If you ask the average person what their dream is, chances are "making a million dollars" will be in their top 10. For some people, that first million happens early in life. Mark Zuckerberg made his first million in his early 20s. However, compared to the young entrepreneurs below, he was an old man. The people on this list all became millionaires when they were kids or in their early teens. From mastering computers by age 10, to capitalizing on a family recipe at 14, to inventing an entirely new product at age 4, these young entrepreneurs were millionaires by age 16.
Julieth Brindeck started a social networking site for tweens when she was 16 years old. She calls it Miss O and Friends, and it was based on a series of characters she drew when she was 10 years old. The site generates more than 10 million monthly visits and is worth $15 million.
Jon Koon became a self-made millionaire at the age of 16 when he launched Extreme Performance Motorsports, a company that imported automotive accessories from Asia. Koon's business really took off when he partnered with MTV to supply most of the parts for the show Pimp My Ride. Koon made $40 million off Extreme Performance Motorsports.
Tyler Dikman got his first computer when he was 10 years old. By the time he was in 8th grade he was fixing computers for his teachers. Soon he realized he could charge for this service. At 15, he started CoolTronics, a concierge for technology. Clients call CoolTronics and describe their technology needs. CoolTronics works with the client on-site to rid them of viruses, set up a network, install new software, etc., while charging an hourly rate.
At 14, Fraser Doherty started making jam using his Grandmother's recipes. He took his jam to farmer's markets and it was a big hit. He figured out a way to make the jam 100% from fruit. He called his company SuperJam, and at 16 became the youngest person to supply a major supermarket chain with a product. Today, SuperJam is sold in over 2,000 markets around the world, including Wal-Mart, Tesco, Sainsbury's, and Waitrose in countries including Australia, Russia, Denmark, Finland, and Ireland.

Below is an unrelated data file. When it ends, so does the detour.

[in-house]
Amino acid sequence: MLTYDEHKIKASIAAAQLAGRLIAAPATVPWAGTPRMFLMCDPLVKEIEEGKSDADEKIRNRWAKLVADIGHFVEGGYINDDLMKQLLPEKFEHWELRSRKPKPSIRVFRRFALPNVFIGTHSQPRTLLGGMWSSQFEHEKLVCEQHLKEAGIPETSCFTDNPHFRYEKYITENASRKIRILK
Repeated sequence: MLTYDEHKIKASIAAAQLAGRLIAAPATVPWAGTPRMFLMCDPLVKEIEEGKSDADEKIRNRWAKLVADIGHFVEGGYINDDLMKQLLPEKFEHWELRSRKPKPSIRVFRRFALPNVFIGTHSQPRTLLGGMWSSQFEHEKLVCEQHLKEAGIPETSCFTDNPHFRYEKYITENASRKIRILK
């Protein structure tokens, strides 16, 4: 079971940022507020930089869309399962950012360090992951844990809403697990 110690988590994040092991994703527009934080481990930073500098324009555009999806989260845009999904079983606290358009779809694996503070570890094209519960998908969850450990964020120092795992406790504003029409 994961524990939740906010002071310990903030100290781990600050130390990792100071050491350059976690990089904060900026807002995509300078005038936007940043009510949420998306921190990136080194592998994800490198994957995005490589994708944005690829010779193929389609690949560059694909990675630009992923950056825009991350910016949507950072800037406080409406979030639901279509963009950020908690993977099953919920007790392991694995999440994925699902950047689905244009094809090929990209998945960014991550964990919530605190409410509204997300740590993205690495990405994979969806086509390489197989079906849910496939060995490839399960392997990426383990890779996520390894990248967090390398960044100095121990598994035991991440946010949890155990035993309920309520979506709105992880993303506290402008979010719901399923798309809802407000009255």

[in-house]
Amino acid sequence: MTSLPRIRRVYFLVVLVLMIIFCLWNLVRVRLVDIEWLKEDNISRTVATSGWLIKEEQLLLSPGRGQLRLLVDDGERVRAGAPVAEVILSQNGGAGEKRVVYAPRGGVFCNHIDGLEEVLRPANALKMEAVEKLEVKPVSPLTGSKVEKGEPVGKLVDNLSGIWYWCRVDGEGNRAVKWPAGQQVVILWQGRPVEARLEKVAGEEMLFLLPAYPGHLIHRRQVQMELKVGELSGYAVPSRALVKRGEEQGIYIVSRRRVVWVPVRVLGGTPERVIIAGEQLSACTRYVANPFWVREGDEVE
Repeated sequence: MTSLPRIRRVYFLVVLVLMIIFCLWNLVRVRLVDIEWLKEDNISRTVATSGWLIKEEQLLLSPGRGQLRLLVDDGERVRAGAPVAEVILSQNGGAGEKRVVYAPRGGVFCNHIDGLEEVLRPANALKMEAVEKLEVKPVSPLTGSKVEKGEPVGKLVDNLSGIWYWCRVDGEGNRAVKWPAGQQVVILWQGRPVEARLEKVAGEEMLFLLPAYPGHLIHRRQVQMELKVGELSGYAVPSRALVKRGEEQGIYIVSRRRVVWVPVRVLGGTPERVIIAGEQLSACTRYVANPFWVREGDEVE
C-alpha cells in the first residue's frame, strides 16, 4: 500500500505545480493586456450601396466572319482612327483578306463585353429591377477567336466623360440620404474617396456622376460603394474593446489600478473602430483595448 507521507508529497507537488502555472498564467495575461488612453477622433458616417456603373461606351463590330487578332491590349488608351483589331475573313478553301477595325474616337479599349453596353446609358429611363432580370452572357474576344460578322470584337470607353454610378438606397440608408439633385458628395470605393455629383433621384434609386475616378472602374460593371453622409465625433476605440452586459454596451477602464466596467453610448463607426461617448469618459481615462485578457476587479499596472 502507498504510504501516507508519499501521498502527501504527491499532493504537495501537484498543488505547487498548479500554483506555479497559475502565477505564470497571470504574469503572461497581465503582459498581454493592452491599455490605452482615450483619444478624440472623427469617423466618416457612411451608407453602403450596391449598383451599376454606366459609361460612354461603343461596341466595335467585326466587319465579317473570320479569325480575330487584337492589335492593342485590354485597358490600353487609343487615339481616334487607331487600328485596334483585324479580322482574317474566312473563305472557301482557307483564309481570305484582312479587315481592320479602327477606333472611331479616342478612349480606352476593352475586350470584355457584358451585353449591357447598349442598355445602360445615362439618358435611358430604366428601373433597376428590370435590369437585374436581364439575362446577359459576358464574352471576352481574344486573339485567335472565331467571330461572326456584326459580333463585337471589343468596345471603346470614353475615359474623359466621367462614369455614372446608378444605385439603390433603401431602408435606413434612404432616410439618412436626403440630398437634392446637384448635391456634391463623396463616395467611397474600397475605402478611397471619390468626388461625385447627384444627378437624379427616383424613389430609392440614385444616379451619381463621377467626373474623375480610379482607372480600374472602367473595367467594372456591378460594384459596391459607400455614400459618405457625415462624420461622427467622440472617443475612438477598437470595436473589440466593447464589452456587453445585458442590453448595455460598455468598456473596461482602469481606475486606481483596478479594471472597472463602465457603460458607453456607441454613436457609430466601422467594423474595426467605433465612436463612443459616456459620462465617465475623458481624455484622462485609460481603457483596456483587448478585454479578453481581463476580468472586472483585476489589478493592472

When Robert Nay was 14 years old, he had an idea for an iPhone game. The problem was, he didn't know how to code. So he bought a few books on coding, read them, and produced over 4,000 individual lines of code to produce the game Bubble Ball. The total cost to produce the app was $1,200 (from his parents) for a new MacBook and software licenses. When the app was uploaded to iTunes it caught fire. Bubble Ball was downloaded more than two million times in two weeks, making Robert Nay a millionaire.
When Maddie Bradshaw was 10 years old, she was not happy with the locker decorations available to her, so she set out to create her own. She took some coke bottle caps her uncle gave her, decorated them, and put magnets on them. When her friends saw them, they wanted some for their own lockers. Then Maddie got the idea to turn those same caps into necklaces with a metal pendant the magnetic caps could stick to. She called them Snap Caps. She took 50 of the necklaces to a local toy store. They sold out in less than two hours. Maddie made her first million by age 13. Today, Maddie's company has annual revenues of $1.6 million and sells more than 60,000 necklaces a month in over 6,000 retail outlets.
In 1993, eight-year-old Abbey Fleck invested Makin' Bacon, a microwavable bacon cooking plate that allowed bacon to cook without sitting in its own grease. Abbey and her father, Jonathan manufactured the product. In 1996 Makin' Bacon was granted a U.S. Patent. Fleck became a multi-millionaire from her invention. Today she is married and living off the proceeds from Makin' Bacon, in Southern California.
When Kiowa Kavowit was four years old, she came up with the idea for Boo Boo Goo – a paint on bandaid. At six, she appeared on Shark Tank to pitch her idea and scored a $100,000 investment from Shark Kevin O'Leary. Her appearance on Shark Tank sent sales of Boo Boo Goo through the roof and Kiowa became a millionaire before her seventh birthday.